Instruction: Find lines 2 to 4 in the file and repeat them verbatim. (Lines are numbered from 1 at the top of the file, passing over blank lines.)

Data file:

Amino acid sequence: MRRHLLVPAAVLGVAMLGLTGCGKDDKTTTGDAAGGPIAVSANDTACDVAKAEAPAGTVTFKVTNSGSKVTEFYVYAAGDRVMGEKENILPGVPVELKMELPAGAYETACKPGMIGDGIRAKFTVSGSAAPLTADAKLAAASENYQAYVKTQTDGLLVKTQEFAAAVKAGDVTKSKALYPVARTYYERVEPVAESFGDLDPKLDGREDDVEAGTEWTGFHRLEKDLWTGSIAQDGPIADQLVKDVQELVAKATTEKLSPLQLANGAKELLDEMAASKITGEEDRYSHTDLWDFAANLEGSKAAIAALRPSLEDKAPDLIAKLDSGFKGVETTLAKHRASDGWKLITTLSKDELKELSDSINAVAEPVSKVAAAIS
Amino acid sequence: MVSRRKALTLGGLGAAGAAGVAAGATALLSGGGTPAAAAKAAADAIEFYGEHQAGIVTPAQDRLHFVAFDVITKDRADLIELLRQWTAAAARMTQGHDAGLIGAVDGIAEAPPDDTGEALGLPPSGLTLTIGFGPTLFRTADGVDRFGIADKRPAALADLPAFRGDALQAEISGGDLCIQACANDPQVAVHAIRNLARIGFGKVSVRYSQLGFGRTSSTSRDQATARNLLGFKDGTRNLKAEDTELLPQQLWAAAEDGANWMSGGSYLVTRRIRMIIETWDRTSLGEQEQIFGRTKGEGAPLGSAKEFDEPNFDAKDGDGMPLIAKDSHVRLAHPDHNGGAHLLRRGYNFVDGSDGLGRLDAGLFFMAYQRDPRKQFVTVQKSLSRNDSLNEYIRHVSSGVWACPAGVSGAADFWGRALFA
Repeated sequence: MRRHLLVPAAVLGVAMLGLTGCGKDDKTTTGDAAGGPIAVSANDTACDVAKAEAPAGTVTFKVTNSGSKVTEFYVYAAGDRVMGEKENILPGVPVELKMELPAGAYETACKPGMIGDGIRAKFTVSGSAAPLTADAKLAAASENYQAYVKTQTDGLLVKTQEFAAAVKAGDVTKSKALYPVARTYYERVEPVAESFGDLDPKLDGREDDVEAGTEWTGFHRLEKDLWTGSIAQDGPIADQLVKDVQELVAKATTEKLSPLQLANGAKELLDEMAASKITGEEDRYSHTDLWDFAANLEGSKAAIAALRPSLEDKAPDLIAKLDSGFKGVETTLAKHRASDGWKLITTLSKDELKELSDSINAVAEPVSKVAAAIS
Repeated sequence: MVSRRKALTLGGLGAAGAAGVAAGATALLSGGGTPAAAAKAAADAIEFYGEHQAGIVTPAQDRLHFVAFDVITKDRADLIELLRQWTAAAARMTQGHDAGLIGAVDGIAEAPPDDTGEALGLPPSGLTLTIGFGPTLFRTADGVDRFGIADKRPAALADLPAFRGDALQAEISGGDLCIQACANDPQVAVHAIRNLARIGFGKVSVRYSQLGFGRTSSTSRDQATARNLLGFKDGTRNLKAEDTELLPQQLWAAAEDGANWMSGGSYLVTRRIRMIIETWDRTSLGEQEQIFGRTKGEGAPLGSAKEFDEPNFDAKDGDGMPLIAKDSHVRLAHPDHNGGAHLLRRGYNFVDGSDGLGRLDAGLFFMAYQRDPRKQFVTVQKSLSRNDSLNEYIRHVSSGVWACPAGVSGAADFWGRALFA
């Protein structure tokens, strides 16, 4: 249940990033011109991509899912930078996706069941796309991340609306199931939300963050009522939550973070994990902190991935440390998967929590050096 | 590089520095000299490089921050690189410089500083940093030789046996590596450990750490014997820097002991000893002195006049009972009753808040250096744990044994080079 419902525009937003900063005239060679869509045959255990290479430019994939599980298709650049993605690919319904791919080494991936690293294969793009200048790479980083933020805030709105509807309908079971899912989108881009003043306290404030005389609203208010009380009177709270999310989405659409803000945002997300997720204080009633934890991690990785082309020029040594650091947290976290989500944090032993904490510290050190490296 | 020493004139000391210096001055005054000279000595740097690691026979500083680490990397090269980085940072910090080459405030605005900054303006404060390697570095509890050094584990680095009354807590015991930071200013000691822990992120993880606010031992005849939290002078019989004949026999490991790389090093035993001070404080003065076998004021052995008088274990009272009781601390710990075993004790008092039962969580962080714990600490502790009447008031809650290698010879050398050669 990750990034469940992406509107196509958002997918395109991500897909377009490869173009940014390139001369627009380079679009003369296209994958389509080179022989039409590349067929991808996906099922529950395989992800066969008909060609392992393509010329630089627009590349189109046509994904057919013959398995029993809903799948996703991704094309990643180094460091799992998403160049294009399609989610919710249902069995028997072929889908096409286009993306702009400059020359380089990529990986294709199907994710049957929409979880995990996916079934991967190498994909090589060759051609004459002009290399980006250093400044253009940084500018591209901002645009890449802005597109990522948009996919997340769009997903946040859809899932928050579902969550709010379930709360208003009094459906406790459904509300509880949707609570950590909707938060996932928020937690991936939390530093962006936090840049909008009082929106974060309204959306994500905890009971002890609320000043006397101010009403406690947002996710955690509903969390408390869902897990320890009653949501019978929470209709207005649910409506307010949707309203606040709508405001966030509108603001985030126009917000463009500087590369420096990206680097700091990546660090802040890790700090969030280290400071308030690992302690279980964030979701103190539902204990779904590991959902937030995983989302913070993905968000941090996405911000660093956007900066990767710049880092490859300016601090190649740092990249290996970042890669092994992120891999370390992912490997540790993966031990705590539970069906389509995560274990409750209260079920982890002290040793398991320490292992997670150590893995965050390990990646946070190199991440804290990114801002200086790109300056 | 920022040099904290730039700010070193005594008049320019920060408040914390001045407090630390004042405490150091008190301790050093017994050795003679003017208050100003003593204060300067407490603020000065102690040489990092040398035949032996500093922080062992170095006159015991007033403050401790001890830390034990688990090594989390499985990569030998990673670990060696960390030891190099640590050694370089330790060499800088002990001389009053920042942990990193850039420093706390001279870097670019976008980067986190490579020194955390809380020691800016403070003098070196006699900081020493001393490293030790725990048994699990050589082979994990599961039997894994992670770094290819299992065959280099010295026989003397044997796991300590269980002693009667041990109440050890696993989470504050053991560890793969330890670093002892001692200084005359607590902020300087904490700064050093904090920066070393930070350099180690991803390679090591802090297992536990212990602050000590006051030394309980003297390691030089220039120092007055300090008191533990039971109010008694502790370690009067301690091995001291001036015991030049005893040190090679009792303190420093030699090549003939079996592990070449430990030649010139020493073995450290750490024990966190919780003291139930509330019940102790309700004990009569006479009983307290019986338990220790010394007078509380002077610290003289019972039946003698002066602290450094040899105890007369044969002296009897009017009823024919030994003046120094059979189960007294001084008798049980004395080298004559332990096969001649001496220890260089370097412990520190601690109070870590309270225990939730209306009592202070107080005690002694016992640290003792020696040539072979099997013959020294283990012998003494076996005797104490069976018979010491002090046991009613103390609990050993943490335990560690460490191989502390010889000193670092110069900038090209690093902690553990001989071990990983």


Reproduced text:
Amino acid sequence: MVSRRKALTLGGLGAAGAAGVAAGATALLSGGGTPAAAAKAAADAIEFYGEHQAGIVTPAQDRLHFVAFDVITKDRADLIELLRQWTAAAARMTQGHDAGLIGAVDGIAEAPPDDTGEALGLPPSGLTLTIGFGPTLFRTADGVDRFGIADKRPAALADLPAFRGDALQAEISGGDLCIQACANDPQVAVHAIRNLARIGFGKVSVRYSQLGFGRTSSTSRDQATARNLLGFKDGTRNLKAEDTELLPQQLWAAAEDGANWMSGGSYLVTRRIRMIIETWDRTSLGEQEQIFGRTKGEGAPLGSAKEFDEPNFDAKDGDGMPLIAKDSHVRLAHPDHNGGAHLLRRGYNFVDGSDGLGRLDAGLFFMAYQRDPRKQFVTVQKSLSRNDSLNEYIRHVSSGVWACPAGVSGAADFWGRALFA
Repeated sequence: MRRHLLVPAAVLGVAMLGLTGCGKDDKTTTGDAAGGPIAVSANDTACDVAKAEAPAGTVTFKVTNSGSKVTEFYVYAAGDRVMGEKENILPGVPVELKMELPAGAYETACKPGMIGDGIRAKFTVSGSAAPLTADAKLAAASENYQAYVKTQTDGLLVKTQEFAAAVKAGDVTKSKALYPVARTYYERVEPVAESFGDLDPKLDGREDDVEAGTEWTGFHRLEKDLWTGSIAQDGPIADQLVKDVQELVAKATTEKLSPLQLANGAKELLDEMAASKITGEEDRYSHTDLWDFAANLEGSKAAIAALRPSLEDKAPDLIAKLDSGFKGVETTLAKHRASDGWKLITTLSKDELKELSDSINAVAEPVSKVAAAIS
Repeated sequence: MVSRRKALTLGGLGAAGAAGVAAGATALLSGGGTPAAAAKAAADAIEFYGEHQAGIVTPAQDRLHFVAFDVITKDRADLIELLRQWTAAAARMTQGHDAGLIGAVDGIAEAPPDDTGEALGLPPSGLTLTIGFGPTLFRTADGVDRFGIADKRPAALADLPAFRGDALQAEISGGDLCIQACANDPQVAVHAIRNLARIGFGKVSVRYSQLGFGRTSSTSRDQATARNLLGFKDGTRNLKAEDTELLPQQLWAAAEDGANWMSGGSYLVTRRIRMIIETWDRTSLGEQEQIFGRTKGEGAPLGSAKEFDEPNFDAKDGDGMPLIAKDSHVRLAHPDHNGGAHLLRRGYNFVDGSDGLGRLDAGLFFMAYQRDPRKQFVTVQKSLSRNDSLNEYIRHVSSGVWACPAGVSGAADFWGRALFA